Earth Matters Around the Web : The Geography of Nelson Mandela

The Earth Matter’s exhibition consists of five sections that take a symbolic journey through the world as interpreted by African artists. The fourth section in the show is titled “Strategies of the Surface”, which includes works focusing on the landscape and authored by artists from Jacobus Pierneef to Otobong Nkanga and IngridMwangiRobertHutter. Using these two works as examples, the latter work is an apartheid era landscape painting that, many contend, paints a colonial picture of South Africa, devoid of the indigenous inhabitants that challenged colonial claims to the land. The work by Nkanga describes geography from the detached, inhumane point of view of military strategy, conflict, and claim. The work by IngridMwangiRobertHutter focuses on land, belonging, and borders.

In these many interpretations, the emphasis is on the relationship between the land and people, race, and culture. With the passing of Nelson Mandela, it is a an apt opportunity to remind the world that much of the late freedom fighter’s work was about a similar geography, the landscape of people. This landscape is something that Mandela changed greatly, erasing the imaginary lines that separated and imprisoned people. Today, while disparate communities still exist, gone are the so called “homelands” which divided South Africa according to the edicts of racial segregation. Indeed, Mandela’s impact on South Africa’s geography is one of his greatest legacies.

Humans, however, are not the only species affected by geography. In a recent article by National Geographic Editor in Chief Chris Johns, for example, the author tells about his meeting with Mandela and the Peace Park project in Africa. Peace Parks are transnational reserve areas that allow wildlife to move freely across the continent. As Johns notes, the idea of Peace Parks—reserves that transcend political borders, enabling animals and people to move freely across a single ecological unit—resonated with Mandela. This article, which also sheds light on Mandela’s love of nature and his yearning for it during his imprisonment, captures a nuance of Mandela and his legacy that might be overlooked in many of the popular articles that have flooded the internet. The article can be found at http://news.nationalgeographic.com/news/2013/12/131205-mandela-south-africa-apartheid-appreciation/ and more information on the Peace Parks project can be found at http://www.peaceparks.org/.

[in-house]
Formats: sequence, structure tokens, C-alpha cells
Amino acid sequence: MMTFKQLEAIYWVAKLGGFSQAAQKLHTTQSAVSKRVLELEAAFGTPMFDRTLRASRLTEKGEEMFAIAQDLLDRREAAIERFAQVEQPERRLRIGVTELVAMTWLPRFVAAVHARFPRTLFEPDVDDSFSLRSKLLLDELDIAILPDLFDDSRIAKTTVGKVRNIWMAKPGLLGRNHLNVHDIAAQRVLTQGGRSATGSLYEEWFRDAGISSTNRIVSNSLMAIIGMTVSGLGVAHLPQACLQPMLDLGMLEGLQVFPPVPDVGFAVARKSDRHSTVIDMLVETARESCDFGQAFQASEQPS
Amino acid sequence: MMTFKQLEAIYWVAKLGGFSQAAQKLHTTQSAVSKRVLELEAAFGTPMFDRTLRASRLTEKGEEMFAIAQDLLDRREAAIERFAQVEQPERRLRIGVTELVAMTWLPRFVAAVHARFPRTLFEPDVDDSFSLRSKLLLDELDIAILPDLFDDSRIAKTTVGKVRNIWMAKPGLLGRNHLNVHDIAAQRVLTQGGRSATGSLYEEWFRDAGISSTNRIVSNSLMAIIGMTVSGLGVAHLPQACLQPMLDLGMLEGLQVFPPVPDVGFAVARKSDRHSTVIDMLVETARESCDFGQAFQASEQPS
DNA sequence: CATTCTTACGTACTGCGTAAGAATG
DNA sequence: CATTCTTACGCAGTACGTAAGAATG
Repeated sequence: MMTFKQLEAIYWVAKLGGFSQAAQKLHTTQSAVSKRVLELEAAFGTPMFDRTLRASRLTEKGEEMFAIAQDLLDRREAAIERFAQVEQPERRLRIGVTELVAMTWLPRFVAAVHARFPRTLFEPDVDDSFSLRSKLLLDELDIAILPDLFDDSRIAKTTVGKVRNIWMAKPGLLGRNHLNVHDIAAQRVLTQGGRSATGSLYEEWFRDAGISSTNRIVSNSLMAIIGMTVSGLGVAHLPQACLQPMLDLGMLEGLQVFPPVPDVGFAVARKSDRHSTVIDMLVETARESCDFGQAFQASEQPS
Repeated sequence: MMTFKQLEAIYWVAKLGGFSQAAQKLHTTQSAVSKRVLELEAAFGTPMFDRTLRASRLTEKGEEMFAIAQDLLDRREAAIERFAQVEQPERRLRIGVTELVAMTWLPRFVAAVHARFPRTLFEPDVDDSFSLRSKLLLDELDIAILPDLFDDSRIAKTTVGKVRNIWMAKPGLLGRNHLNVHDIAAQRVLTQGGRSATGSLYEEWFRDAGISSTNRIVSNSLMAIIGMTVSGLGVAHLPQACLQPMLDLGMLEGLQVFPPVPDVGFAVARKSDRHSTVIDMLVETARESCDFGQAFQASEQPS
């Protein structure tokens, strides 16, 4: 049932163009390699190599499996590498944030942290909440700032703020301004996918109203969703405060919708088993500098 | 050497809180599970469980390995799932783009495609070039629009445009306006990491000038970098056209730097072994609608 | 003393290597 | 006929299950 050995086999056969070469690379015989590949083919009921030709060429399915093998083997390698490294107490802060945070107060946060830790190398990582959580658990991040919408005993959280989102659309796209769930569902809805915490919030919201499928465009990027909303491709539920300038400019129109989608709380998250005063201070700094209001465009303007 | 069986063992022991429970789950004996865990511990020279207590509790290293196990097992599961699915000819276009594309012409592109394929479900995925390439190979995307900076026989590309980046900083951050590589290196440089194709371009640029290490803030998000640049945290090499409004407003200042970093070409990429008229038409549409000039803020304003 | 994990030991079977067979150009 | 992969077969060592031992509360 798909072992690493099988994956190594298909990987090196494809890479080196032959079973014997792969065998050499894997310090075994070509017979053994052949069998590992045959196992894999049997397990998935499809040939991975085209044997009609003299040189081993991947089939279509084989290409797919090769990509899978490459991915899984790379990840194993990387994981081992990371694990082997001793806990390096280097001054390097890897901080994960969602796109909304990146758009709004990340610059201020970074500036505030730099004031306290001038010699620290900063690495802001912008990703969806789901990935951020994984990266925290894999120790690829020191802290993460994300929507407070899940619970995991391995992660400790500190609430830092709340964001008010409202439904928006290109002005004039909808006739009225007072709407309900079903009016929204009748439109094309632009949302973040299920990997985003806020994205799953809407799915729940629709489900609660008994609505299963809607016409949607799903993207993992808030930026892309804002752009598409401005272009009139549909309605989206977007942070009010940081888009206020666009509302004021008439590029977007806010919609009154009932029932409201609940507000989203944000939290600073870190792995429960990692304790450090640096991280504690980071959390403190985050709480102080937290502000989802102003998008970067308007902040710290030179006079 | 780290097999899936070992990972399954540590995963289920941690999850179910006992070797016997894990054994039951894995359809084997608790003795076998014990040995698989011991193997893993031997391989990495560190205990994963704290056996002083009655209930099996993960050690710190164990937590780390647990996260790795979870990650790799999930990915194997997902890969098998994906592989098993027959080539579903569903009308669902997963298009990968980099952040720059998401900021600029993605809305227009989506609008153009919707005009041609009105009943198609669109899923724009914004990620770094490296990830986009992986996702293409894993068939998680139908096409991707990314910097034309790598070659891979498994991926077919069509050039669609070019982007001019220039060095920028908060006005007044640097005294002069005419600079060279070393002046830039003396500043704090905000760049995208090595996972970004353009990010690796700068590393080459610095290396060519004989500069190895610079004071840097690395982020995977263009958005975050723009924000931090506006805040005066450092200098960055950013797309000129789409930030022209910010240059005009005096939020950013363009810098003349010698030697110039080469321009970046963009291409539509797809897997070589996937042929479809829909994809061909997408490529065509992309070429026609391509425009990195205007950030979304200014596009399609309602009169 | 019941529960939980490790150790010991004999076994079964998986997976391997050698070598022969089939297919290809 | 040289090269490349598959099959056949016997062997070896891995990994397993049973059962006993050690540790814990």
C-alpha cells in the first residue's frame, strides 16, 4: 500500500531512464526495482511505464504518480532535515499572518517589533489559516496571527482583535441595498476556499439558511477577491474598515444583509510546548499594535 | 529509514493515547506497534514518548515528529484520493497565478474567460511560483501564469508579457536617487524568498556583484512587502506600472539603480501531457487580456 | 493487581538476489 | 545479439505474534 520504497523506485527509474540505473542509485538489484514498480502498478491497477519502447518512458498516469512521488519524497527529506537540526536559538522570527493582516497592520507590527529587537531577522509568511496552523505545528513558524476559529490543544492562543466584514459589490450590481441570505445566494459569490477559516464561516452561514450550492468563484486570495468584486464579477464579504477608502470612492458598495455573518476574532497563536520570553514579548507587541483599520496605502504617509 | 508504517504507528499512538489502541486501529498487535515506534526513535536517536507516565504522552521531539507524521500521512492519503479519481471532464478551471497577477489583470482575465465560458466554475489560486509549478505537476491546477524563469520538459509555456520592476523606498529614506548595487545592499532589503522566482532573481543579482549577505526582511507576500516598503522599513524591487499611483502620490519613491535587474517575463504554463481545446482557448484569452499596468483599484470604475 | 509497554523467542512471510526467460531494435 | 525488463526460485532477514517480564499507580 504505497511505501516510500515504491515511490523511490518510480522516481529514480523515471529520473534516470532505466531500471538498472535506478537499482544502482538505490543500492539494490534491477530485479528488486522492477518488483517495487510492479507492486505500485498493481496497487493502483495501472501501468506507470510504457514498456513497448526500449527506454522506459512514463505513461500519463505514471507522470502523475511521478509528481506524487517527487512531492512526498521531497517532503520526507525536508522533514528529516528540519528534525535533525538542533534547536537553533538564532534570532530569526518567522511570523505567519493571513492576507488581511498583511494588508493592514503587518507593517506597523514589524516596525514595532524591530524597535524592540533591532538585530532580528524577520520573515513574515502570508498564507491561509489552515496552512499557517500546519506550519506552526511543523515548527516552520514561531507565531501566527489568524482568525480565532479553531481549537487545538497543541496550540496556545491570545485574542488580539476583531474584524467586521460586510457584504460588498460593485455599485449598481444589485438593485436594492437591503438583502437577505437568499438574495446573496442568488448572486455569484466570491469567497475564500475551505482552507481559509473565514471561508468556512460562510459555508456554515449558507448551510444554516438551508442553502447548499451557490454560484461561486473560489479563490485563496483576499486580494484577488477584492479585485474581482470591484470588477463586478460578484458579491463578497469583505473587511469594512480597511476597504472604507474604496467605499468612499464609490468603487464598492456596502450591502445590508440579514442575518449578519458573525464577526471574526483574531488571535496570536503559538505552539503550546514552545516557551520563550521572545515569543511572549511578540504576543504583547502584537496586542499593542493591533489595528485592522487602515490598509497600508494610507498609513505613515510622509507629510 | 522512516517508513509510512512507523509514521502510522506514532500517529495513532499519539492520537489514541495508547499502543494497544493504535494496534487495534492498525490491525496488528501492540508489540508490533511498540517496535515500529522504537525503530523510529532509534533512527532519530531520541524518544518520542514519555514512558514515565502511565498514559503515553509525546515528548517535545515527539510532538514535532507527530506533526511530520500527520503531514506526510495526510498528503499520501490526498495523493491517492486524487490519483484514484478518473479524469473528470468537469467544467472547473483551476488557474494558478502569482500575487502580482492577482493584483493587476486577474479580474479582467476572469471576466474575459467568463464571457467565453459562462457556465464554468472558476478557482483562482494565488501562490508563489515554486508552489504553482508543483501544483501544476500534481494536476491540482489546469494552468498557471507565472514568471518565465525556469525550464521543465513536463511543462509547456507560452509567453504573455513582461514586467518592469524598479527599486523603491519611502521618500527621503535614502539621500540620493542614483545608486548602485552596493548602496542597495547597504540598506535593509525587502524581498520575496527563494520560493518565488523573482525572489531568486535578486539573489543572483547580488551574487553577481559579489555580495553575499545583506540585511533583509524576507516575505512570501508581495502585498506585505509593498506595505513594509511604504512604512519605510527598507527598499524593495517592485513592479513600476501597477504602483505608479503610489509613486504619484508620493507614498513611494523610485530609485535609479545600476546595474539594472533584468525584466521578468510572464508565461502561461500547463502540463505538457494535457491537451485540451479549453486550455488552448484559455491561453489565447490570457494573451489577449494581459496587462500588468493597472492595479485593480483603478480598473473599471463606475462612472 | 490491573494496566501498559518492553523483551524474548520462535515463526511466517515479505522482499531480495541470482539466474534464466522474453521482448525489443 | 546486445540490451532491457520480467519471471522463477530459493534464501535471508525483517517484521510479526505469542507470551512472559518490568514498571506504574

Image

Jacob Hendrik Pierneef, 1886–1957, South Africa

South West African Mountains, 1944, Oil on canvas

Private collection, courtesy of Bonhams

Image

Otobong Nkanga, b. 1974, Nigeria

Limits of Mapping, 2010, Wood, acrylic paint, metal

Untitled-1static drift-germany

IngridMwangiRobertHutter, b. 1975, Kenya

Static Drift, 2001, Chromogenic prints on aluminum

Collection of Heather and Tony Podesta, Falls Church, Virginia

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Earth Matters Around the Web

Tomorrow is Mandela Day, a day that celebrates  former South African president Nelson Mandela’s birthday. Mandela , who has become an icon for democracy and human rights around the world, will turn 95  tomorrow.

 

Even though Mandela is critically ill and in a fragile state, celebrations and charity events around the world will be taking place to mark this occasion. Mandela spend 27 years imprisoned on Robben Island under the apartheid regime. While the  island is a poignant reminder of apartheid and its atrocities,  it is also a  heritage site and booming tourist destination. President Obama recently visited Robben Island during his visit to South Africa. Check out a video of his visit to Mandela’s prison cell here:

 

President Obama visits Robben Island

 

The history of the island can also be traced as far back as the early 15th century. For more information on a timeline of the island check out this link: http://www.robben-island.org.za/index.php?option=com_content&view=article&id=9&Itemid=46]

 via Wikimedia Commons

via Wikimedia Commons

 

 

Robben Island is a  sensitive eco-system, and South African law states that the Island is a protected nature conservation area and, as a World Heritage Site, has to balance additional conservation requirements with the Robben Island Museum’s mission of ensuring public access to the Island’s heritage. Thus measures have been placed to ensure the conservation of its birdlife, natural vegetation, marine and wildlife as well as its geology.

 

 via Wikimedia Commons

via Wikimedia Commons

 

Robben Island has also been declared a World Heritage Site by UNESCO. For more information on this check out http://whc.unesco.org/en/list/916

In terms of the National Monuments Act of South Africa, the area was declared as a National Monument in 1996.Protection in terms of mining or prospecting is completely prohibited from taking place within the property or its buffer zone, and any unsuitable development with a potential impact on the property is not permitted by the Minister of Environmental Affairs and Tourism.

To celebrate Mandela Day with us and the rest of the world, why not participate in the Mandela Day Campaign  and give  67 minutes of  your time to a good cause, whether it be your local community or to your chosen charity. You could even dedicate your 67 minutes to cleaning up your neighborhood, planting trees, or any activity that could empower people and help improve the built and natural environment that we live in.